Aberffraw is a small village on the south west coast of Anglesey (Welsh: Ynys M�n), by the west bank of the River Ffraw, at grid reference SH354693. The Royal Mail postcode begins LL63. Access by car is by way of the A4080 and the nearest rail station is Bodorgan.
Attractions near Aberffraw village include Llyn Coron (a lake), Barclodiad y Gawres, a Neolithic burial chamber and the island of Cribinau with the 7th century church of Saint Cwyfan perched on top. The church still holds services in the summer and is sometimes used for weddings with access by boat. The village has an excellent sandy beach which was awarded the Blue flag rural beach award in 2005, and is on the Anglesey Coastal Path.
Princely House of Aberffraw
Aberffraw is the title designated to the senior branch of descendants of Rhodri Fawr through his eldest son Anarawd ap Rhodri, as this branch made Aberffraw, Ynys Mon in the Kingdom of Gwynedd its principal seat. Members of House Aberffraw include Idwal Foel, Iago ab Idwal, Cynan ap Iago, Gruffydd ap Cynan, Owain Gwynedd, Gwenllian ferch Gruffydd, Llywelyn Fawr, Llywelyn ap Gruffudd. In the 12th century, the Princes of Gwynedd began to use the title "Prince of Aberffraw and Lord of Snowdon". "Prince of Aberffraw" to emphasise their connection to Rhodri Mawr, and "Lord of Snowdon" to emphasise their possession of the region of Gwynedd. It is this branch that would become the focus of Welsh resistance to Anglo-Norman rule in Wales until the Edwardian conquest in the late 13th century.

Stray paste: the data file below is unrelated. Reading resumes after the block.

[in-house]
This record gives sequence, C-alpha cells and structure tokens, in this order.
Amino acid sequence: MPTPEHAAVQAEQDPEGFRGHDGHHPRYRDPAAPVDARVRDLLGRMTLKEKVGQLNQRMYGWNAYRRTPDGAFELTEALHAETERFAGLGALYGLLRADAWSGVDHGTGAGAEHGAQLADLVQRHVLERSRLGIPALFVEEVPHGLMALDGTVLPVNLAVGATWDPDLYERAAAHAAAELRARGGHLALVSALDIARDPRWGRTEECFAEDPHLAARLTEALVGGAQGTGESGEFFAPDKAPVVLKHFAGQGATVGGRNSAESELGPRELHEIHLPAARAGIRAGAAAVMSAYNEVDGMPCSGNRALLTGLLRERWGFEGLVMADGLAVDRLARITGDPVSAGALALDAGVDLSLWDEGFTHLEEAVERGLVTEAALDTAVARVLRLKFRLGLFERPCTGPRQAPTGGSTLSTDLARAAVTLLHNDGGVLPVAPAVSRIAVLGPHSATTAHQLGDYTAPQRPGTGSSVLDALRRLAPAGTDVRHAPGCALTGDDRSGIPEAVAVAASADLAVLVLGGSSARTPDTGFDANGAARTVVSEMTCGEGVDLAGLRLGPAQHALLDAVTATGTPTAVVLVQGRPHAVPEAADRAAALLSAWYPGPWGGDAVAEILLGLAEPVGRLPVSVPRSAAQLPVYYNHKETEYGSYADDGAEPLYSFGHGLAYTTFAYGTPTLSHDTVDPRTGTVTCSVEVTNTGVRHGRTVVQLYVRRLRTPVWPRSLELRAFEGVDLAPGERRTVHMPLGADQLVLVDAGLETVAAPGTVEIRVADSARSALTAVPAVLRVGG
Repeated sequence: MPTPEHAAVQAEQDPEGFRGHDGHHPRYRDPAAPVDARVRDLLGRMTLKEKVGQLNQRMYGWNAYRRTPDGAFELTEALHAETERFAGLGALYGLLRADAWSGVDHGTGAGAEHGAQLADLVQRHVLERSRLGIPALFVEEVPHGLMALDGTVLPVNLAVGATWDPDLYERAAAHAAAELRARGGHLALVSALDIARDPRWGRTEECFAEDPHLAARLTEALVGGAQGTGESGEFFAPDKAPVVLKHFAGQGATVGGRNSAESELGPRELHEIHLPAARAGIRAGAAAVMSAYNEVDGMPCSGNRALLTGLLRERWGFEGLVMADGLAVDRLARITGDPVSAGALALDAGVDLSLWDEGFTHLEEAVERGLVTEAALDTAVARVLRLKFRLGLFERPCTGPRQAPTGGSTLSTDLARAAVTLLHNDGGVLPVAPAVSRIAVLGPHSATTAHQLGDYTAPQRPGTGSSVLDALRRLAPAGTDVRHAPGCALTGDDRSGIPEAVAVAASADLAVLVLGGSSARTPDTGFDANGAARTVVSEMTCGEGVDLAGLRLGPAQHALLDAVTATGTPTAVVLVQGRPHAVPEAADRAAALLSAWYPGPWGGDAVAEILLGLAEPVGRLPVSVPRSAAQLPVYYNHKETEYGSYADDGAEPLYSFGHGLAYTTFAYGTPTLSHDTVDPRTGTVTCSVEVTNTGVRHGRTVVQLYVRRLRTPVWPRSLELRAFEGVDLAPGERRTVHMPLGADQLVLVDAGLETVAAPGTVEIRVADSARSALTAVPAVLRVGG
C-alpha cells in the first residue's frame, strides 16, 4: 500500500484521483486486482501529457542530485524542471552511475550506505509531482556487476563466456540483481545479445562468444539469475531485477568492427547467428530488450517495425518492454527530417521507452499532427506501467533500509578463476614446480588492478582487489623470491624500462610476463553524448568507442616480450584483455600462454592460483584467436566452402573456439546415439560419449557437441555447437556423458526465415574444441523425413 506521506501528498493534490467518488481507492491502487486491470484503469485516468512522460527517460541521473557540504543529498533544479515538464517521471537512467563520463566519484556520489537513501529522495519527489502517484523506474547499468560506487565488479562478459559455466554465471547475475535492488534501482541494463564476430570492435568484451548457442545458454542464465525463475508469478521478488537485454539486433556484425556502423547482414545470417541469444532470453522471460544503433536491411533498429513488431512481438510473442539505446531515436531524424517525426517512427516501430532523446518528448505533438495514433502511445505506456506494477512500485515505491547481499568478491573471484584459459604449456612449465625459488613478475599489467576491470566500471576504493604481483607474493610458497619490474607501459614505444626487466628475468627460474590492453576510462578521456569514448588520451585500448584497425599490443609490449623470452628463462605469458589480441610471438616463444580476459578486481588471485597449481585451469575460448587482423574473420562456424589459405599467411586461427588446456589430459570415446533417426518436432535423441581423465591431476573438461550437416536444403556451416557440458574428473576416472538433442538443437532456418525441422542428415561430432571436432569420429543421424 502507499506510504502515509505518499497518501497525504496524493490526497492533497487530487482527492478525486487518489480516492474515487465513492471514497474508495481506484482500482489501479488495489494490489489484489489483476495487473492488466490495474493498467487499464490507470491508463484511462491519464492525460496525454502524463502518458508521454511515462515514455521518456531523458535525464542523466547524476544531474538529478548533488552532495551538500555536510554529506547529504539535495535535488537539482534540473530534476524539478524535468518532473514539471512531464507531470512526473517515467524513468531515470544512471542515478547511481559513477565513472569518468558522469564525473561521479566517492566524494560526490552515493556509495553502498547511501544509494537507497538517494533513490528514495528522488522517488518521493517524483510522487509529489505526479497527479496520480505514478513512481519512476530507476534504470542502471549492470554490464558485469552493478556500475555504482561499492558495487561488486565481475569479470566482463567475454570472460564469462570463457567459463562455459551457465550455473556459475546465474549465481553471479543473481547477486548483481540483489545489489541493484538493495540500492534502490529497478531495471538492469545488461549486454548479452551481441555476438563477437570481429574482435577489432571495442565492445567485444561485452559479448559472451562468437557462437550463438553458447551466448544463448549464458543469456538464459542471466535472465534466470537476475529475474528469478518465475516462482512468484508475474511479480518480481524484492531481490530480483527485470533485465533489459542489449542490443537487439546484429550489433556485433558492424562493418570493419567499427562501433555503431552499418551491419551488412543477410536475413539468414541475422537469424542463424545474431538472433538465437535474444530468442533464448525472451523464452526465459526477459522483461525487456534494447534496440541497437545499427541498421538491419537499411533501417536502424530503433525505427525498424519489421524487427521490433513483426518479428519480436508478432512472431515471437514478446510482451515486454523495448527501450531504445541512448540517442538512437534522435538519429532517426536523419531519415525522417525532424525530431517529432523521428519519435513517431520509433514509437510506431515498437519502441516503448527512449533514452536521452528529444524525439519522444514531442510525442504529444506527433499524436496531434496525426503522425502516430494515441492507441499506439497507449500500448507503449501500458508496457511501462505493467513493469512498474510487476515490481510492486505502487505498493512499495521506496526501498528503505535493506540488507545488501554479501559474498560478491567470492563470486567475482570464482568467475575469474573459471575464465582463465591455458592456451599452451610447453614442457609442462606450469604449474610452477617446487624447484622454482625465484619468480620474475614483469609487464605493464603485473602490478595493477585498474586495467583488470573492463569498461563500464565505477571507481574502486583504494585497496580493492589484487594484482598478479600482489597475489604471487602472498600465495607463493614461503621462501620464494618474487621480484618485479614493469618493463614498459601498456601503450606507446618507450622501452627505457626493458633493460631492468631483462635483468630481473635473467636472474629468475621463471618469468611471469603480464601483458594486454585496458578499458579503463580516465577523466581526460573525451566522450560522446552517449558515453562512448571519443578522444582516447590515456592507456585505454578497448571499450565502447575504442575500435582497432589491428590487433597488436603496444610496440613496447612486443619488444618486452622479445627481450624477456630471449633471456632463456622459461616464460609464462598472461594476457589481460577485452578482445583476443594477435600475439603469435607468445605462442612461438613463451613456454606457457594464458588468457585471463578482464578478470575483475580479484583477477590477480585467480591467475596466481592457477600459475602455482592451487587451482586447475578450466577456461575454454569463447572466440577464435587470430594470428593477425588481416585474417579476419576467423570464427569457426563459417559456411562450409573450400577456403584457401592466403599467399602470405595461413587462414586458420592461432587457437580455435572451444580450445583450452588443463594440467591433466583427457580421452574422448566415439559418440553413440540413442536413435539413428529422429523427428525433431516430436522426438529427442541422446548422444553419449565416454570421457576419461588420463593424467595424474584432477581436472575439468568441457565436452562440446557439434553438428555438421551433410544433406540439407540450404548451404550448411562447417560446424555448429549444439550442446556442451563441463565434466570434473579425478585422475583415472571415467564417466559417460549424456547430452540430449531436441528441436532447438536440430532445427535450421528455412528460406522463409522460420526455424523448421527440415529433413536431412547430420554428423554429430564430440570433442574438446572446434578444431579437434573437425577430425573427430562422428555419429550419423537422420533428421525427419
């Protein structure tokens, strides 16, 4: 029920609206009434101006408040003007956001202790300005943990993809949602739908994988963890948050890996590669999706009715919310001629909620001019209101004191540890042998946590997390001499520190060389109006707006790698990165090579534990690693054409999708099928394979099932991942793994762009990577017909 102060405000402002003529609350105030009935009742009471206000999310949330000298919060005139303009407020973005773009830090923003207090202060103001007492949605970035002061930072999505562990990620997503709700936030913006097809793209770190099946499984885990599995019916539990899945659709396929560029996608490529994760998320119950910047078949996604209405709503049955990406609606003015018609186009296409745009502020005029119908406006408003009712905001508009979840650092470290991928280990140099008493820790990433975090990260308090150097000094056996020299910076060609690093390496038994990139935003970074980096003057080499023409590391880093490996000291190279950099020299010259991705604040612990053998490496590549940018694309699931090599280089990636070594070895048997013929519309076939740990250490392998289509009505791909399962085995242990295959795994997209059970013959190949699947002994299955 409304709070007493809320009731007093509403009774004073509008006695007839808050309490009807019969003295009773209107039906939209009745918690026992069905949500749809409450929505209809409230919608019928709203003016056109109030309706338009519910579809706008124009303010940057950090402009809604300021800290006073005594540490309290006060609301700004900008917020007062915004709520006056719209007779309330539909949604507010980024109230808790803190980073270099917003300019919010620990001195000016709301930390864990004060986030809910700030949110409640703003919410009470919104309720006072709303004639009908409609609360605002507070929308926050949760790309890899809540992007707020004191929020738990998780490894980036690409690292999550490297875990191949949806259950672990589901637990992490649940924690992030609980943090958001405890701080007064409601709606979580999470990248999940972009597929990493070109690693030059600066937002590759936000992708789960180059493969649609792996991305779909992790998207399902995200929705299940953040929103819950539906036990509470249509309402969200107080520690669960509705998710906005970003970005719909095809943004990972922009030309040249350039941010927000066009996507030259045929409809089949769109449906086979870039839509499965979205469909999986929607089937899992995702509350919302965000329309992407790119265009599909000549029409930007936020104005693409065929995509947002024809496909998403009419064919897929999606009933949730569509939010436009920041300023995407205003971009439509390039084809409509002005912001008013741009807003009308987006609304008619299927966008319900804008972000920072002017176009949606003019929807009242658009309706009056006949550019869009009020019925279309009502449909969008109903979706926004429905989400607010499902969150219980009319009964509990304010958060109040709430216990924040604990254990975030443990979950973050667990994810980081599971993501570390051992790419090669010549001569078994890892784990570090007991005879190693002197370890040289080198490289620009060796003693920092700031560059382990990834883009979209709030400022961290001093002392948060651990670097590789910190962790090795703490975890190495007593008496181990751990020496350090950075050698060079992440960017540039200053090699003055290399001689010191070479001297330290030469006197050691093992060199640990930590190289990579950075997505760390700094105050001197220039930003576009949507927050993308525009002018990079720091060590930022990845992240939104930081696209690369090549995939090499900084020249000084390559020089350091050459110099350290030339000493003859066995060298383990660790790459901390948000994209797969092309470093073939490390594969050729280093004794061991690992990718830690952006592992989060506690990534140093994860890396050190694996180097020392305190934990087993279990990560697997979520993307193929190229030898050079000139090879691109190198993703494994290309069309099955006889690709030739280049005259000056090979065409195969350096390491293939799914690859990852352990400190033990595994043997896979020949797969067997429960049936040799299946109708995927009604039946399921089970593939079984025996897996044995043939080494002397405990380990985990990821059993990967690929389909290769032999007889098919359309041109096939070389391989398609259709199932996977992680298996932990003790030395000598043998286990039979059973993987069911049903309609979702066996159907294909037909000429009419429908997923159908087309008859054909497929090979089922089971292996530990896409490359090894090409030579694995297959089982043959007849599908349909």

The village remained the seat of the Kings/ Leaders of Gwynedd from the 9th century to the 13th century, though Garth Celyn, Aber Garth Celyn, now known as Aber or Abergwyngregyn on the mainland opposite the port of Llanfaes, became the royal home and headquarters, and centre of resistance, from the 12th century until Tywysog Llywelyn ap Gruffudd was lured into a trap and put to death on 11 December 1282.